Pelvic endoscopy• Laparoscopy
Laparoscope is an instrument for viewing the peritoneal cavity.
v Benefits of laparoscopy1. Decreased postoperative pain.
2. Earlier return to normal activities following surgery.
3. Fewer postoperative complications such as wound infection and
hernia, compared with open techniques.
4. Small scars.
v Indications of laparoscopy1. Tubal sterilization.
2. Acute or chronic pelvic pain.
3. Ectopic pregnancy.
6. Adnexal torsion.
7. Sub fertility.
8. Congenital pelvic abnormality.
9. Abnormal pelvic ultrasound.
10. Unexplained pelvic mass.
11. Staging for ovarian malignancy.
12. Hysterectomy and myomectomy
13. Urogynelogical procedures
v Contraindications for laparoscopy1. Mechanical or paralytic bowel obstruction.
2. Generalized peritonitis.
3. Diaphragmatic hernia.
4. Major Intraperitoneal hemorrhage (shock).
5. Severe cardio respiratory disease.
6. Massive obesity.
7. Inflammatory bowel disease.
8. Large abdominal mass.
9. Advanced pregnancy.
10. Multiple abdominal incisions.
11. Irreducible external hernia.
v Complications of laparoscopic surgeryIt is estimated that up to 50% of laparoscopic complications are entry -
related, and most injury -related litigations are trocar -related.
A . Intra -operative1. Bowel injury.
2. Vascular injury.
3. Bladder injury.
4. Ureteric injury.
5. Surgical emphysema.
6. Anesthetic complication.
B. Post -operative1. Unrecognized visceral or vascular injury.
4. Port site hernia.
5. Entry –related complications of laparoscopy
6. Laparoscopic injuries frequently occur during the blind insertion
of Veress needles, trocars and cannulae through the abdominal
7. Co 2 gas embolism
v TechniqueThe procedure is performed with the patient in a modified dorsal
lithotomy position( with knee crutches) usually under general anasthesia.
an intrauterine manipulator is inserted to help in visualization of pelvic
organs . A pneumoperitonium is created by inserting a Veress needle in to
the peritoneum cavity through a subumbilical fold and insufflations with
either CO2 or nitrous oxide.
• Hysteroscopyv Equipment for hysteroscopy
1. Hysteroscope: both rigid &flexible.2. Uterine distension:
a. gas (CO2).
b. Low -viscosity fluids: normal saline, 5% dextrose,
1.5%glycine, 3% sorbitol, 5%manitol.
c. high viscosity fluid: e.g hyskon. once absorbed, causeshaemolysis.
3. Mechanical instruments : such as scissors, grasping and biopsy
forceps and monopolar electrodes.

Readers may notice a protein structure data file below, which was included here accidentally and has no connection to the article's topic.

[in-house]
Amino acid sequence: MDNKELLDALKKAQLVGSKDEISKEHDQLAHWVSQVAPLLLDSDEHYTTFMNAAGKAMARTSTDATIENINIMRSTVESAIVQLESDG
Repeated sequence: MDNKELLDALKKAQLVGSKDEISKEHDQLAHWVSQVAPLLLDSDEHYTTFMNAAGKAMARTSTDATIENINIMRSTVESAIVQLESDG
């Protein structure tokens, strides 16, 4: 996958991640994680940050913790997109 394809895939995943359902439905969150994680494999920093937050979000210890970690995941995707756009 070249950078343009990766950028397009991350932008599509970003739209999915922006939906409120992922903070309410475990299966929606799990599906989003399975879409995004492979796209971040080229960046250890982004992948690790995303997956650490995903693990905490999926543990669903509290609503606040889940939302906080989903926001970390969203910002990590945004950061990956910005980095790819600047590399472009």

5. Laser hysteroscopy:
6. Intrauterine morcellator
v Diagnostic hysteroscopyIndications of diagnostic hysteroscopy
1. Abnormal menstruation age ˃40 years.
2. Abnormal menstruation not responsive to medical treatment (age
3. Intermenstrual bleeding despite normal cervical smear.
4. Post -coital bleeding despite normal cervical smear.
5. Postmenopausal bleeding (persistent or endometrial thickness ≥4
6. Abnormal pelvic ultrasound findings (e.g endometrial polyps, sub
8. Recurrent miscarriage.
9. Sherman’s syndrome.
10. Congenital uterine anomaly.
11. Lost IUCD.
Contraindications of diagnostic hysteroscopy1. Pelvic infection.
3. Cervical cancer.
4. Heavy uterine bleeding.
The hysteroscoipic view is best in the immediate postmenstrual phase,
but a diagnosis is usually possible at any time, even during menstruation.
v TechniqueThe patient should be in lithotomy position with the hips well flexed and
the buttocks slightly over the edge of the table to allow
unimped ed access. The perineum and vaginas are usually washed with a
warmed antiseptic solution. Agentle bimanual examination should be
done to determine the size and position of the uterus.
Complications of diagnostic hysteroscopyDiagnostic hysteroscopy is a s afe procedure, and complications are
1. Vasovagal reaction. When negotiating the cervix or distending the
2. Uterine perforation rare.
3. Infection & excessive bleeding rare
2. Endometrial ablation/resection (has been superseded by the newer
second -generation ablative techniques).
4. Myomectomy (intracavity or sub mucous fibroids and < 3 -5 cm in
6. Proximal fallopian tube cannulation
7. Removal of IUCD
8. Target biopsy
9. Treatment of cervical and interstitial pregnancy
10. Treatment of missed abortion
11. Tubal sterilization
Complications of operative hysteroscopyA. early
1. Uterine perforatio n;
2. Fluid overload with low –viscosity fluids particularly those which are
electrolyte -free .
Apart from cardiac, and pulmonary effects, major electrolyte imbalance
lead to build –up of free fluid in the brain, hyponatremia, hypo -
osmolality, cerebral oe dema, and cellular necrosis.
Clinically characterized by nausea, vomiting, seizures, coma and even
4. Gas embolism
6. Cervical trauma
7. Electrosurgical burns.
B-late complications1. Intrauterine adhesions
2. Uter ine rupture in pregnancy (after metroplasty or myomectomy)
3.Hematometra after endometrial ablation4. Post ablation sterilization syndrome (after endometrial ablation).
Developed painful swelling of the fallopian tubes secondary to ret rograde
5. Pregnancy (after endometrial ablation).
6. Cancer (after endometrial ablation).
CystoscopyCystoscopy involves passing a small -diameter telescope, either flexible or
rigid, through the urethra into
the bladder. A cystoscope with an operative
channel can be used to biopsy any abnormality, perform bladder neck
injection, retrieve stones and resect
bladder t umours.
• Recurrent urinary tract infection.
• Sterile pyuria.
• Short history of irritative symptoms.
• Suspected bladder abnormality (e.g. diverticulum, stones, fistula).
• Assessment of bladder neck.
• Urinary tr act infection.
• Rarely, bladder perforation.